The Quiet Game

The Quiet Game

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Ungodly—an expression that can be used as a superlative, a pejorative or an expletive. For the religious, its meaning is definitely negative. Greg Iles' most recent novel starts with a quote from Galations: "Be not deceived; God is not mocked: for whatsoever a man soweth that shall he also reap." From there, the novel goes on to prove that the biblical passage is true by putting forth a most ungodly group of characters engaged in a most ungodly series of events.

Penn Cage has been practicing law as a prosecutor in Houston, where he has made a reputation for putting people on death row. He is perhaps best known for having shot to death the brother of one of the people he put on death row. His wife's death by cancer changes everything for him, and he tries to deal with the grief by taking his four-year-old daughter on a trip that finds them at Disney World when the book opens. He is standing in line for a ride when his daughter shouts, "Daddy! I saw Mama! Hurry!"

Torn by tears and goaded by grief, Cage decides to take his daughter to live with his parents in Natchez, Miss. He calls his assistant in Houston and has her put his house up for sale. While flying from Florida to Natchez with his daughter sleeping in a first-class seat, a beautiful woman engages him in conversation. She fails to mention that she is a newspaper employee always looking for a story. The chance meeting has consequences that carry to the final page of the book.

The story is not simple. It is riveting. When Cage arrives in Natchez, he discovers his father is being blackmailed by a former sheriff's deputy. He runs into the newspaper employee, Caitlin Masters, who takes him to lunch and makes clear that her intentions are not honorable. She also quotes him in a newspaper story that, combined with his search for a way to extricate his father, leads him onto an emotional tightrope.

At the height of the civil rights movement in Natchez, a young Korean War veteran had been murdered. The murder was chalked up to the racial tensions of the day and was never solved. As Cage weaves his way through the knotty threads that make up the fabric of his father's blackmail, he learns that the same former deputy conducting the blackmail probably killed or knows who killed the Korean War veteran.

He vows to help the widow of the Korean War veteran find her husband's killer, and he is led right back to his own past where he was dating Livy Marston, the daughter of one of the most influential men in Mississippi. He learns there has been an elaborate cover-up of the Korean veteran's murder, which may not have had anything to do with civil rights after all.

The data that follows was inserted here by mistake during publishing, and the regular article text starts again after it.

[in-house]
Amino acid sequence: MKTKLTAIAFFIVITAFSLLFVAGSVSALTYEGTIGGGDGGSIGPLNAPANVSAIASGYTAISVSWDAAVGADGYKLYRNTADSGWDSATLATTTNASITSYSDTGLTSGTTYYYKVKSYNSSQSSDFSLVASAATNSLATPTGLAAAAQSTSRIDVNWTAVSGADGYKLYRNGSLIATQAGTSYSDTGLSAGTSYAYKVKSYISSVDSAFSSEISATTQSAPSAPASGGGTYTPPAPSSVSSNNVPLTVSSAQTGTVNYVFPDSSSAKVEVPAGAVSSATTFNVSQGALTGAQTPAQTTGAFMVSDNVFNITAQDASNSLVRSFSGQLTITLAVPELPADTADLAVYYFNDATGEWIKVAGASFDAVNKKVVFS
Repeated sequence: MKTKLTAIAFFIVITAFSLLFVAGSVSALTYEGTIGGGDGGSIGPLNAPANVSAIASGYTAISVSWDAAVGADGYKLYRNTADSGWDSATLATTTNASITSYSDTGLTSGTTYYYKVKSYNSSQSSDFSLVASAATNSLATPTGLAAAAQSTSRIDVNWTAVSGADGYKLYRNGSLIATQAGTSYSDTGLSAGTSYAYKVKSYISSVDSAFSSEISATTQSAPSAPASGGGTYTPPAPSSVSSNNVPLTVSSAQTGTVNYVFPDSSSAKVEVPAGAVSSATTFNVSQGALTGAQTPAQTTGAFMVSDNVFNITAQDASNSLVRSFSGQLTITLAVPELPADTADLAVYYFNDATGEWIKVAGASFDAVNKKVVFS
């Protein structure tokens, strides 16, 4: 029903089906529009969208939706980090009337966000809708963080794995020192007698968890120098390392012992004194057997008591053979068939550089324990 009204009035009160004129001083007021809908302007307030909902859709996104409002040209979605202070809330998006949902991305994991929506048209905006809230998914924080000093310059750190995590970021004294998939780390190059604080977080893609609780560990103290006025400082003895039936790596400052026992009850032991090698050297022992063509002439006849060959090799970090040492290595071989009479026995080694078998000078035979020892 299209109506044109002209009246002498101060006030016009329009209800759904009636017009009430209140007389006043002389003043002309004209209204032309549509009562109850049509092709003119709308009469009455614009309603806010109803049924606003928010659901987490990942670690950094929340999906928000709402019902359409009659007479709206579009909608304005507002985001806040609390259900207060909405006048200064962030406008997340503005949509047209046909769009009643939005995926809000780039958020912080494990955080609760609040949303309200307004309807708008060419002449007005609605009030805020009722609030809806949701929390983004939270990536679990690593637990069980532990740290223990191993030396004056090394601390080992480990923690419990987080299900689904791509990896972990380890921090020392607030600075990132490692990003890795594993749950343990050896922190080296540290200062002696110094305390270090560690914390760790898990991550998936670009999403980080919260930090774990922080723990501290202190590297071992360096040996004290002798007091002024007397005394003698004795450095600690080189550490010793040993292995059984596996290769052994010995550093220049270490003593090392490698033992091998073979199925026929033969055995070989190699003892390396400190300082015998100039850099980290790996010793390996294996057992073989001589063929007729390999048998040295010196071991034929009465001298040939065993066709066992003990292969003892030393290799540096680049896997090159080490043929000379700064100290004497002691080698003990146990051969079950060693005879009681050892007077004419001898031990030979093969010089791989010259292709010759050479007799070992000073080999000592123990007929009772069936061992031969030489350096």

Caught between two women, dodging bullets from all sides as he dances on the tightrope between truth and fiction, Cage leads the reader through romance, mystery and suspense. At the heart of everything is the struggle to reconcile his wife's death with the possibility of a life with another woman. The standards applied are not those deriving from family values or religious morality. Cage lives his life according to "do what feels right" situational ethics. At times he recognizes that following his feelings without applying a more concrete standard of right and wrong leaves him blowing in the winds of emotional circumstance, endangering his, his daughter's and his father's lives.

"Playing the quiet game" deals with emotional circumstances and is a saying that connotes putting a sweet and easy face on life at the surface to lure an unsuspecting mark into a trap. In Cage's case, everyone was being quiet about the Korean War veteran's death to keep it in the past. But the quiet game was being played at a number of levels, the lowest of which provides the key to all of the mysteries confronting Cage. The action culminates in the courtroom, where relationships turn out to be other than they appear on the surface. Once again, the quiet game is at work.

There is, however, no game involved in reading this novel, and quiet is not how your mind and emotions will be while and after you read it. Ungodly? That is an apt description of the morality of the main characters. Some obviously reap what they sow and some do not. Nevertheless, you will get caught up in the quiet game.

Journal Date: 
Wednesday, December 1, 1999